Every chapter of the Bible in 140 characters or less.
Between August 2010 and November 2013, I summarised the Bible on Twitter - one tweet per chapter, one chapter per day.
The @biblesummary account has 30,106 followers.
Bible Summary has been featured in the news all over the world.
Now available for Kindle
There aren't many other people who know what it's like to summarise the Bible on Twitter, but Jana Riess is one.
Jana completed her #Twible project a few months before I finished Bible Summary, and she has recently released a compilation book. I was excited to receive a copy earlier in the week.
By definite contrast to my own attempt at neutrality, the Twible strikes a sassy, humourous path through Scripture. The take on each chapter is "What would the Onion say?"
Perhaps you're wondering where the humour is in, say, Isaiah 53? As it turns out, Jana finds a pretty good angle. And across the chapters it's striking how often humour feels like a very appropriate response. The Twible version of Song of Songs is wonderful. And I've always felt that much of Ezekiel is a matter of laugh or cry.
The Twible is certainly funny, but it's also characterised by genuine devotion. (Read the Twible response to Matthew 27 if you're not convinced.) Jana mentions in her introduction that she started the project because she felt unfamiliar with a number of sections of Scripture, and there's a sense of unvarnished discovery as the book unfolds.
I've always enjoyed the counterpoint between the Twible and Bible Summary. I particularly recommend the Twible in that light. It's an honest, refreshing and often hilarious take on Scripture. The book offers the full set of Twible summaries plus a host of cartoons and side notes. It's a great package.
Here's The Twible on Amazon.
And as a bonus - next week I'll begin posting a series of interviews with a few us who have completed a summary of the Bible on Twitter. I think I'll kick off with Jana, then Kent and Nathaniel from @140Bible, and finally my own answers. Stay tuned...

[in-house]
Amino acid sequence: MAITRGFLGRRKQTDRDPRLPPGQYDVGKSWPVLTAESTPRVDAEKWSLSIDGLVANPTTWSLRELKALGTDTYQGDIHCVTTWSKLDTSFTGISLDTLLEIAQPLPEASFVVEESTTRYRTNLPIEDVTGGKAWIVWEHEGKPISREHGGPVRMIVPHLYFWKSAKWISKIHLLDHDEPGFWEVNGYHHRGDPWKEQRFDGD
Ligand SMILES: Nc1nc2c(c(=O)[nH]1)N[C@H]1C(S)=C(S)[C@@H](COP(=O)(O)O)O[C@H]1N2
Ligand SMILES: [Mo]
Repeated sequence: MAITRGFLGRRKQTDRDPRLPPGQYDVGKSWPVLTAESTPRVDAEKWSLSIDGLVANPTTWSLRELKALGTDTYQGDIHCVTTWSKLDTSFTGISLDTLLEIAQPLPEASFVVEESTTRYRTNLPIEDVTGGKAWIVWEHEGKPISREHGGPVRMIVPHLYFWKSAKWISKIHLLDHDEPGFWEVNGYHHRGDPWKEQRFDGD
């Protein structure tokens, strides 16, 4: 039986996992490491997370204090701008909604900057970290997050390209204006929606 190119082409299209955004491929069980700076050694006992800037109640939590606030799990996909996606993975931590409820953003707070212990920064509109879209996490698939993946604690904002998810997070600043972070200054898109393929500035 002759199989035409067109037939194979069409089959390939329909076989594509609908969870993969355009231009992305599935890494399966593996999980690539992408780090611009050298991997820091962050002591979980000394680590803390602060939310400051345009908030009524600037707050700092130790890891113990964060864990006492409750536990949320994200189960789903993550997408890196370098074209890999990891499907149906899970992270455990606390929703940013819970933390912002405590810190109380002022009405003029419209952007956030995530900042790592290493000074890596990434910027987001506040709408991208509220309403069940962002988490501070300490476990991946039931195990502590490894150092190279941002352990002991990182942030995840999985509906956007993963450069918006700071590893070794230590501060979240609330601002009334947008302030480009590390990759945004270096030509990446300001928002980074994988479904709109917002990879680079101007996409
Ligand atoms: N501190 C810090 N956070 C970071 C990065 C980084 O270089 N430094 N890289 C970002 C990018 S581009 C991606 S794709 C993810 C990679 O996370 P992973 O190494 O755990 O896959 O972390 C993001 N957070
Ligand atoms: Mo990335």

The @biblesummary Twitter account passed 30,000 followers today. I'm quite surprised about that because I posted the final summary to 29,085 followers and I've been very clear that there will be no more tweets.
To mark the occasion, here are a few final stats for the project...
The whole summary came in at 164,176 characters (including spaces and punctuation) and 29,078 words. Thatís seven words less than the number of followers over the course of the project.
I averaged 138.1 characters per tweet out of a maximum 140. I'm pretty pleased with that figure, particularly considering that I posted a couple of extremely short summaries. (e.g. "Ps117: Praise the LORD! For great is his love towards us.")
I had a total of 18,957 retweets over the course of the project (and counting!)
People found the Bible Summary website via 71,031 different search terms.
There were 636,555 visitors to the Bible Summary website over the course of the project. That includes people from almost every country in the world.
It amazes me that every digit of these dizzying numbers represents someone engaging with the project. Thank you once again for your interest!
The project is over. The media attention has pretty much faded. So how has life changed now that I don't summarise the Bible every day?
For the first few mornings I felt a nagging sense that there was something I ought to be doing that I'd forgotten. It was both disorientating and a huge relief when I realised each day that it was Bible Summary and that it was finished.
Then I began to notice having energy to spare as I started my work. I realise again how much the effect of summarising every day has added up, and I'm thankful again for the support of my family.
Right now I'm mainly feeling surprised at how easily I've adjusted. Ten days after the end and I'm fairly unmindful of the absence of the deepest of habits.
I've been shocked to rediscover how difficult it can be to know what to read in the Bible. I decided to read Romans, which I'm obviously benefiting from. But it's hard to feel the same urgency as when I knew I needed to summarise my reading for tens of thousands of Twitter followers.
I actually went a whole day without reading Scripture a couple of days ago. Lots of things were going on in life, and without the obligation of the project I simply didn't prioritise it. It's strange to think how many consecutive days of reading that brought to an end.
Of course, it's possible to end up going through the motions with any habit. Summarising chapters has greatly helped my focus and understanding, but it has also became a technique that I can perform without my whole heart being in it. It's healthy to ask again why I'm reading the Bible at all. There are profound answers to that question.
Bringing my private reading into the public sphere has been an interesting and helpful experiment. But there's risk in it. Having finished the project I wonder how much it has in common with the Pharisees praying on street corners in Matthew 6. In the end I don't think that's a valid criticism, but it does make me think.
Summarising the Bible on Twitter was exactly the right thing to do when I started. And now it would be exactly the wrong thing to continue. It's time for me to reconnect with devotional reading as a private habit.